Is there a “HOLY CRAP!” scene somewhere along the way in the pilot (to create word of mouth)?
Not really.  For as crazy as this show would get later on, the pilot doesn’t really push a lot of buttons.
Does the pilot build up potential energy that will power future episodes (secrets that will come out, potential romances, etc.)?
Very very much so.  When will each kid find out, when will Celia find out, when will the cops find out, who will sell for her now, etc.
Even if this is episodic, is there a major twist or escalation at the end (though sometimes this twist will only be new to, or only revealed to, the audience) that will kick future episodes up a notch?
Not really: She finds out her 15 year old son is having sex, then she seems to maybe pursue an affair with Conrad, but that’s not clear.
Believe: Do we recognize the hero (or co-heroes) as human?
Does the hero have a moment of humanity early on? (A funny, or kind, or oddball, or out-of-character, or comically vain, or unique-but-universal “I thought I was the only one who did that!” moment?)
 When she fails to tries and fails to stand up to the PTA, then tries and fails to stand up to the drug dealers.  Then she makes a joke: “Alright, alright, fine, I’m a bitch-ass bitch.”  Also when her money has a ribbon on it (comically vain)
Does the hero have a well-defined public identity?
Widowed suburban mom
Does that ironically contrast with a hidden interior self?
Drug dealer
Does the hero have three rules he or she lives by (either stated or implied)?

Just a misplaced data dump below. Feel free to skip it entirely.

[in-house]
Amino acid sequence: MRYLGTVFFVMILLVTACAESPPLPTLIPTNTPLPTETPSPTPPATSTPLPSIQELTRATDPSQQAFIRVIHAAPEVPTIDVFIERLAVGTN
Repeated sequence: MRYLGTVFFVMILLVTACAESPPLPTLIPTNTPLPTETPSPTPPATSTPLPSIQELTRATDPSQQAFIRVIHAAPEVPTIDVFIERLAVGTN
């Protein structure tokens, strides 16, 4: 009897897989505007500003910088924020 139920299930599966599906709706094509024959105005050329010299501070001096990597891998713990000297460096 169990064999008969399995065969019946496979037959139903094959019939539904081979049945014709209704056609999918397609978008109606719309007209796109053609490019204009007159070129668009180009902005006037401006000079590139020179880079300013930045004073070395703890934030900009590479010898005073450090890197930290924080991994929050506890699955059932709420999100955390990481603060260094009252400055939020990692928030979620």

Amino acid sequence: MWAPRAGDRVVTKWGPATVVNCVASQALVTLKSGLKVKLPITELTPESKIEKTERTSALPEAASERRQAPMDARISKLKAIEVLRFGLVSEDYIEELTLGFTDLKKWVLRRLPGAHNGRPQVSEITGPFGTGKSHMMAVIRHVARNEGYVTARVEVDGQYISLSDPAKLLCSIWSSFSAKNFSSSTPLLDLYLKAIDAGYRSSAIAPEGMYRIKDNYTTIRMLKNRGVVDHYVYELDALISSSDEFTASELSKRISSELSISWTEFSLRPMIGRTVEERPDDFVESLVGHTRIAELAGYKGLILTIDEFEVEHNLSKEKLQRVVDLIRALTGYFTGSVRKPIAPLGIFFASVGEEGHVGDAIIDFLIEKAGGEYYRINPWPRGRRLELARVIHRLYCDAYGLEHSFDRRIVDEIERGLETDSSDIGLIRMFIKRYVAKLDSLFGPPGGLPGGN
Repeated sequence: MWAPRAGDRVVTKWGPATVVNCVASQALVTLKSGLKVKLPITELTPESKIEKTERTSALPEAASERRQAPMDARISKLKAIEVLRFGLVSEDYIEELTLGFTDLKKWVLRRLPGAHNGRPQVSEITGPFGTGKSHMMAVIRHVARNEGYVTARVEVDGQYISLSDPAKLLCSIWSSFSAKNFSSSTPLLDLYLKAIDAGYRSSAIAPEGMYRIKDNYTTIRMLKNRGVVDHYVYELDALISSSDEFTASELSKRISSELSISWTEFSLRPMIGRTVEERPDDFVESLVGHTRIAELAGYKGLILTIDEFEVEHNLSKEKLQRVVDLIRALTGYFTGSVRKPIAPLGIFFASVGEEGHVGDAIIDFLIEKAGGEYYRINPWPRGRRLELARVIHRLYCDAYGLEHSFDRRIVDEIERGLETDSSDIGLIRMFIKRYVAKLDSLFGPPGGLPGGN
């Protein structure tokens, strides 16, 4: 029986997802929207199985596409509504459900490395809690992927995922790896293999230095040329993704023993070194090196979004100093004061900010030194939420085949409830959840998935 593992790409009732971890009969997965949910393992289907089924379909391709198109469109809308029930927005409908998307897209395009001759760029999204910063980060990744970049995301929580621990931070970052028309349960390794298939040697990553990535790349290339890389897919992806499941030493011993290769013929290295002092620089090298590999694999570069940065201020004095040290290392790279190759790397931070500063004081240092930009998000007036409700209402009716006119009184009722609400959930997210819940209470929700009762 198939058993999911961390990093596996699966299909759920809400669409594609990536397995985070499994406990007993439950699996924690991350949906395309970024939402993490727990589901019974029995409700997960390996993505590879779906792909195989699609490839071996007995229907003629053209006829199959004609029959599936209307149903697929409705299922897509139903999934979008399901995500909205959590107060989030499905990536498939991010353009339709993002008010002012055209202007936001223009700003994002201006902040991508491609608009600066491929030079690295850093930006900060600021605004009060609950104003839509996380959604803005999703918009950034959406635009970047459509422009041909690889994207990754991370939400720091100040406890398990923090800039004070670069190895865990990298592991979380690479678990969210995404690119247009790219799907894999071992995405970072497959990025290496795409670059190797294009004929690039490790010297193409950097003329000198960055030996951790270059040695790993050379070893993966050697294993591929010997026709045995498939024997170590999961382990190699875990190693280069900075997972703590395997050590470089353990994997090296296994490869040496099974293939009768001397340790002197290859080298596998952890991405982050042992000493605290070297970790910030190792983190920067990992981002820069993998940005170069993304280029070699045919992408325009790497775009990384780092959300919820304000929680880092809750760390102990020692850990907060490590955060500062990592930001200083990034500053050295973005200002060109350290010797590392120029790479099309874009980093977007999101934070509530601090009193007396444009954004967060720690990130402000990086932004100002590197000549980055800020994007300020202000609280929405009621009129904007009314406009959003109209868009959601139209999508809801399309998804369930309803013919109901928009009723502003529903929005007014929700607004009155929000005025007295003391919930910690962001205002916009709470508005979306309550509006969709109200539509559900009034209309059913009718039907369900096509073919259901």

Don’t sell to kids, don’t let my kids down, don’t get caught
Does the hero have a consistent metaphor family (drawn from his or her job, background, or developmental state)?
 She has two: Combines PTA and drug-dealing “I’m the biggest game in the private community of Agrestic…Excuse me for trying to bring a little beauty into an ugly world.”
Does the hero have a default personality trait?
Does the hero have a default argument tactic?
Just asks naive questions and frequently gets lied to.  She’s not a good arguer. 
Care: Do we feel for the hero (or co-heroes)?
Does the hero have a great flaw that is the flip side of his or her great strength?
 She’s hypocritical.  In the first scene she says the PTA need to get soda out of schools, yet she’s bringing drugs in. 
Does the hero feel that this flaw cannot be resolved until it’s time to abandon the world of the show?
She feels she can only afford to maintain her old lifestyle by hypocritically selling drugs there, yes.
Does the flaw resonate with the theme and/or setting of the show?
Very much so.  Everyone in Agrestic is a hypocrite.
Invest: Can we trust the hero (or co-heroes) to tackle this challenge?
Does the hero have a great strength that is the flip side of his or her great flaw?
 Each of her two worlds gives her a greater perspective on her two world, and she has a canny business sense
Is the hero good at his or her job (or family role, if that’s his or her primary role)?
Yes, she’s a good pot dealer.
Is the hero surrounded by people who sorely lack his or her most valuable quality?
Yes, nobody else has her perspective on the doings of the suburb.
Is the hero curious?
Yes, but she’s still the last to know everything, because her distance keeps out of the gossip circles.
Is the hero generally resourceful?
Does the hero use unique skills to solve problems (rather than doing what anybody else on the show would do)?
She uses neighborhood gossip to solve her dealer problems, etc.
Powerful: Is each member of the ensemble able to hold his or her own?
If this is a network TV series, are there at least two more roles that are strong enough to get TV veterans to sign their own five-year contracts? (And even if not for network TV, are the characters still that strong, simply for narrative purposes?)
Very much so.  Elizabeth Perkins, Romany Malco, and Kevin Nealon all had strong career histories.
Are all of the other regular roles strong enough on the page in this first episode to attract great actors? (ditto)
Pretty good.  They even got good actors for the kids.
Does each member of the ensemble have a distinct and defensible point of view?
Yes.  Kohan excels at generating sympathy and strong voices for everyone.